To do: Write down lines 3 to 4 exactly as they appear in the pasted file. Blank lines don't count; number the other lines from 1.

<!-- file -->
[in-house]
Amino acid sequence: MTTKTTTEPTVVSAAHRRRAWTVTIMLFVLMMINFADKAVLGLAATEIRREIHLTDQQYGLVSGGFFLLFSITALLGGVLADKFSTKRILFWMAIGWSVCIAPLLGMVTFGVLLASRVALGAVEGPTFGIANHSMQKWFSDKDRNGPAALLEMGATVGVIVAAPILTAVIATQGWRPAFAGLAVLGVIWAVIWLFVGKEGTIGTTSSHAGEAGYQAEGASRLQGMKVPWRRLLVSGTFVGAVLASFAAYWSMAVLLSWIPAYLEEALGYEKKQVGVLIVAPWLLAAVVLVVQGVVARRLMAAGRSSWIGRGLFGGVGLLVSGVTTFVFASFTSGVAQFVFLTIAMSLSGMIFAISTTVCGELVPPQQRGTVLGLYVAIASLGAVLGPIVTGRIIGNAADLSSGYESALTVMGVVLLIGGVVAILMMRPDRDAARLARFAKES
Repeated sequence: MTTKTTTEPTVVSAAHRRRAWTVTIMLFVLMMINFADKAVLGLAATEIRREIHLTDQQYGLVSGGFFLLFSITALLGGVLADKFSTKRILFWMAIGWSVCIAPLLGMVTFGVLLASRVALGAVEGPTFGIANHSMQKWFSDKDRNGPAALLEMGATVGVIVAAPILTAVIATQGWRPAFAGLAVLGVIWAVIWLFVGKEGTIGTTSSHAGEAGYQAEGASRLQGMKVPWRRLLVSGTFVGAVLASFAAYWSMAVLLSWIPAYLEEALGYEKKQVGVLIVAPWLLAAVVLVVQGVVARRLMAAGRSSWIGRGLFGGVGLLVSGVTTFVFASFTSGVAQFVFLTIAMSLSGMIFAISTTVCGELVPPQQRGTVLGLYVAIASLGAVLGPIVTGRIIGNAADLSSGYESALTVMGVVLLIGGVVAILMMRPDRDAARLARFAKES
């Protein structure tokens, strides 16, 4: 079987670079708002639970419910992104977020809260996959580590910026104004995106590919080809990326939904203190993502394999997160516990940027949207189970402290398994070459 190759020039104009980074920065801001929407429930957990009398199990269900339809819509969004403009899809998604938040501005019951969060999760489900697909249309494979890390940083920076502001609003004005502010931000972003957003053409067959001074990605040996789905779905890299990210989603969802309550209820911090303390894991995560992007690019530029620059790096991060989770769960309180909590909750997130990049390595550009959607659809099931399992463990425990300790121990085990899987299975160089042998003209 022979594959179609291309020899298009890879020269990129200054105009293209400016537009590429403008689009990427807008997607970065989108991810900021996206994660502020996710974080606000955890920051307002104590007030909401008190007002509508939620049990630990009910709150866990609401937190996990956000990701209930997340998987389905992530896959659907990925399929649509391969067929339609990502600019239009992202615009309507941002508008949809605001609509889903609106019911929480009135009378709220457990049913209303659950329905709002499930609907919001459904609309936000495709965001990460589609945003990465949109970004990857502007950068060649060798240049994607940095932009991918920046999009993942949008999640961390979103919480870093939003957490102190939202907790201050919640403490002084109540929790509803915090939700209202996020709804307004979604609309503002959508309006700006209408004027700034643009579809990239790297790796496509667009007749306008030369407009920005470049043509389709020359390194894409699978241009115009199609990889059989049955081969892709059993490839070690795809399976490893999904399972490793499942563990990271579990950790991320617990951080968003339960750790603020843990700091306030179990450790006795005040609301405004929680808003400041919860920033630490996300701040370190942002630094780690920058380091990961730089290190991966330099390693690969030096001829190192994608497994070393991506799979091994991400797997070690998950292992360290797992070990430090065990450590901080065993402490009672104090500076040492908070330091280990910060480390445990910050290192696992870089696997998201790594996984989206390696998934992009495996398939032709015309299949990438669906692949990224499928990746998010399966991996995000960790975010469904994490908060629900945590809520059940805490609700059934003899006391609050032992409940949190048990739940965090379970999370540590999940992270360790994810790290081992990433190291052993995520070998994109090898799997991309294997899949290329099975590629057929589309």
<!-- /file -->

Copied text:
Repeated sequence: MTTKTTTEPTVVSAAHRRRAWTVTIMLFVLMMINFADKAVLGLAATEIRREIHLTDQQYGLVSGGFFLLFSITALLGGVLADKFSTKRILFWMAIGWSVCIAPLLGMVTFGVLLASRVALGAVEGPTFGIANHSMQKWFSDKDRNGPAALLEMGATVGVIVAAPILTAVIATQGWRPAFAGLAVLGVIWAVIWLFVGKEGTIGTTSSHAGEAGYQAEGASRLQGMKVPWRRLLVSGTFVGAVLASFAAYWSMAVLLSWIPAYLEEALGYEKKQVGVLIVAPWLLAAVVLVVQGVVARRLMAAGRSSWIGRGLFGGVGLLVSGVTTFVFASFTSGVAQFVFLTIAMSLSGMIFAISTTVCGELVPPQQRGTVLGLYVAIASLGAVLGPIVTGRIIGNAADLSSGYESALTVMGVVLLIGGVVAILMMRPDRDAARLARFAKES
């Protein structure tokens, strides 16, 4: 079987670079708002639970419910992104977020809260996959580590910026104004995106590919080809990326939904203190993502394999997160516990940027949207189970402290398994070459 190759020039104009980074920065801001929407429930957990009398199990269900339809819509969004403009899809998604938040501005019951969060999760489900697909249309494979890390940083920076502001609003004005502010931000972003957003053409067959001074990605040996789905779905890299990210989603969802309550209820911090303390894991995560992007690019530029620059790096991060989770769960309180909590909750997130990049390595550009959607659809099931399992463990425990300790121990085990899987299975160089042998003209 022979594959179609291309020899298009890879020269990129200054105009293209400016537009590429403008689009990427807008997607970065989108991810900021996206994660502020996710974080606000955890920051307002104590007030909401008190007002509508939620049990630990009910709150866990609401937190996990956000990701209930997340998987389905992530896959659907990925399929649509391969067929339609990502600019239009992202615009309507941002508008949809605001609509889903609106019911929480009135009378709220457990049913209303659950329905709002499930609907919001459904609309936000495709965001990460589609945003990465949109970004990857502007950068060649060798240049994607940095932009991918920046999009993942949008999640961390979103919480870093939003957490102190939202907790201050919640403490002084109540929790509803915090939700209202996020709804307004979604609309503002959508309006700006209408004027700034643009579809990239790297790796496509667009007749306008030369407009920005470049043509389709020359390194894409699978241009115009199609990889059989049955081969892709059993490839070690795809399976490893999904399972490793499942563990990271579990950790991320617990951080968003339960750790603020843990700091306030179990450790006795005040609301405004929680808003400041919860920033630490996300701040370190942002630094780690920058380091990961730089290190991966330099390693690969030096001829190192994608497994070393991506799979091994991400797997070690998950292992360290797992070990430090065990450590901080065993402490009672104090500076040492908070330091280990910060480390445990910050290192696992870089696997998201790594996984989206390696998934992009495996398939032709015309299949990438669906692949990224499928990746998010399966991996995000960790975010469904994490908060629900945590809520059940805490609700059934003899006391609050032992409940949190048990739940965090379970999370540590999940992270360790994810790290081992990433190291052993995520070998994109090898799997991309294997899949290329099975590629057929589309």